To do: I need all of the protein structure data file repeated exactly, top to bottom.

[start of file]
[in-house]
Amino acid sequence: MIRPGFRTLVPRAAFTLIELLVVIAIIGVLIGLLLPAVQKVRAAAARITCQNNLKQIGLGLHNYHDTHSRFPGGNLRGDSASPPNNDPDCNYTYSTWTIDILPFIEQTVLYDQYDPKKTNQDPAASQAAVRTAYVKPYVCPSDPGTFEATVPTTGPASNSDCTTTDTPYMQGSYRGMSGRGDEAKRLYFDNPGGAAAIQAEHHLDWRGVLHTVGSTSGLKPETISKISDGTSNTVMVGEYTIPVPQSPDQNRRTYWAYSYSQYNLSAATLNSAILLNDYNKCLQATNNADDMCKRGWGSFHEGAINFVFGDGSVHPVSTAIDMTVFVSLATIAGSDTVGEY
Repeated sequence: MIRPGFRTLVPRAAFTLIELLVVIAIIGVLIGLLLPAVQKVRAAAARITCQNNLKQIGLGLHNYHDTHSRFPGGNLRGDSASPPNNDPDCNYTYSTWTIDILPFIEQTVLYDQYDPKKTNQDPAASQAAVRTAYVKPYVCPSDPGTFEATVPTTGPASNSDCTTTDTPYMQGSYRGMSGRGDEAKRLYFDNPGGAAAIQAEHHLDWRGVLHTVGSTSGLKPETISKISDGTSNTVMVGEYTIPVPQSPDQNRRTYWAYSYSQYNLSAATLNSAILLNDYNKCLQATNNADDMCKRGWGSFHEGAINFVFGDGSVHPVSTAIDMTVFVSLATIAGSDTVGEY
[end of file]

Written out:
[in-house]
Amino acid sequence: MIRPGFRTLVPRAAFTLIELLVVIAIIGVLIGLLLPAVQKVRAAAARITCQNNLKQIGLGLHNYHDTHSRFPGGNLRGDSASPPNNDPDCNYTYSTWTIDILPFIEQTVLYDQYDPKKTNQDPAASQAAVRTAYVKPYVCPSDPGTFEATVPTTGPASNSDCTTTDTPYMQGSYRGMSGRGDEAKRLYFDNPGGAAAIQAEHHLDWRGVLHTVGSTSGLKPETISKISDGTSNTVMVGEYTIPVPQSPDQNRRTYWAYSYSQYNLSAATLNSAILLNDYNKCLQATNNADDMCKRGWGSFHEGAINFVFGDGSVHPVSTAIDMTVFVSLATIAGSDTVGEY
Repeated sequence: MIRPGFRTLVPRAAFTLIELLVVIAIIGVLIGLLLPAVQKVRAAAARITCQNNLKQIGLGLHNYHDTHSRFPGGNLRGDSASPPNNDPDCNYTYSTWTIDILPFIEQTVLYDQYDPKKTNQDPAASQAAVRTAYVKPYVCPSDPGTFEATVPTTGPASNSDCTTTDTPYMQGSYRGMSGRGDEAKRLYFDNPGGAAAIQAEHHLDWRGVLHTVGSTSGLKPETISKISDGTSNTVMVGEYTIPVPQSPDQNRRTYWAYSYSQYNLSAATLNSAILLNDYNKCLQATNNADDMCKRGWGSFHEGAINFVFGDGSVHPVSTAIDMTVFVSLATIAGSDTVGEY